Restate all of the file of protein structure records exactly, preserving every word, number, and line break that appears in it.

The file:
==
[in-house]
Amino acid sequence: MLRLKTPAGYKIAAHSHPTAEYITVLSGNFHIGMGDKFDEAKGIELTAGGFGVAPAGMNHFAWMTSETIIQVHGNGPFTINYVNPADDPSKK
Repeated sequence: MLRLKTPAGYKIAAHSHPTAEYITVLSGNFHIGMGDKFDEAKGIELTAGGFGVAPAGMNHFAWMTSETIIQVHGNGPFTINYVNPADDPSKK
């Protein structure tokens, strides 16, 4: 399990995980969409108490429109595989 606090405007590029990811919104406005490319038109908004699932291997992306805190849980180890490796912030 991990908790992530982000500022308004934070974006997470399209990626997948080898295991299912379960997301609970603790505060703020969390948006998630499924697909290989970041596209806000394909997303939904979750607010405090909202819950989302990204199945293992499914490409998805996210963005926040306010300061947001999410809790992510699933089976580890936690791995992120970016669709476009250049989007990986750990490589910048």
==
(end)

[in-house]
Amino acid sequence: MLRLKTPAGYKIAAHSHPTAEYITVLSGNFHIGMGDKFDEAKGIELTAGGFGVAPAGMNHFAWMTSETIIQVHGNGPFTINYVNPADDPSKK
Repeated sequence: MLRLKTPAGYKIAAHSHPTAEYITVLSGNFHIGMGDKFDEAKGIELTAGGFGVAPAGMNHFAWMTSETIIQVHGNGPFTINYVNPADDPSKK
């Protein structure tokens, strides 16, 4: 399990995980969409108490429109595989 606090405007590029990811919104406005490319038109908004699932291997992306805190849980180890490796912030 991990908790992530982000500022308004934070974006997470399209990626997948080898295991299912379960997301609970603790505060703020969390948006998630499924697909290989970041596209806000394909997303939904979750607010405090909202819950989302990204199945293992499914490409998805996210963005926040306010300061947001999410809790992510699933089976580890936690791995992120970016669709476009250049989007990986750990490589910048």